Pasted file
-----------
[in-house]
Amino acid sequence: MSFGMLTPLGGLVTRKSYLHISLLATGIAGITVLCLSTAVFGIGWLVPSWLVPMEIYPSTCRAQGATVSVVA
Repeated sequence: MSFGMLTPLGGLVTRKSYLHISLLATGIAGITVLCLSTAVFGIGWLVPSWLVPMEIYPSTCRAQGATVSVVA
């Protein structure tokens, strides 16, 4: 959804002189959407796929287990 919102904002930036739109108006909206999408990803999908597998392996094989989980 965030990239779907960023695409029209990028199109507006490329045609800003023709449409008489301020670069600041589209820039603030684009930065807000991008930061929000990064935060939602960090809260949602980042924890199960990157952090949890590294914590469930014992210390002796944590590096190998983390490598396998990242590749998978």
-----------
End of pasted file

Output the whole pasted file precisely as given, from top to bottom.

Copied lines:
[in-house]
Amino acid sequence: MSFGMLTPLGGLVTRKSYLHISLLATGIAGITVLCLSTAVFGIGWLVPSWLVPMEIYPSTCRAQGATVSVVA
Repeated sequence: MSFGMLTPLGGLVTRKSYLHISLLATGIAGITVLCLSTAVFGIGWLVPSWLVPMEIYPSTCRAQGATVSVVA
């Protein structure tokens, strides 16, 4: 959804002189959407796929287990 919102904002930036739109108006909206999408990803999908597998392996094989989980 965030990239779907960023695409029209990028199109507006490329045609800003023709449409008489301020670069600041589209820039603030684009930065807000991008930061929000990064935060939602960090809260949602980042924890199960990157952090949890590294914590469930014992210390002796944590590096190998983390490598396998990242590749998978």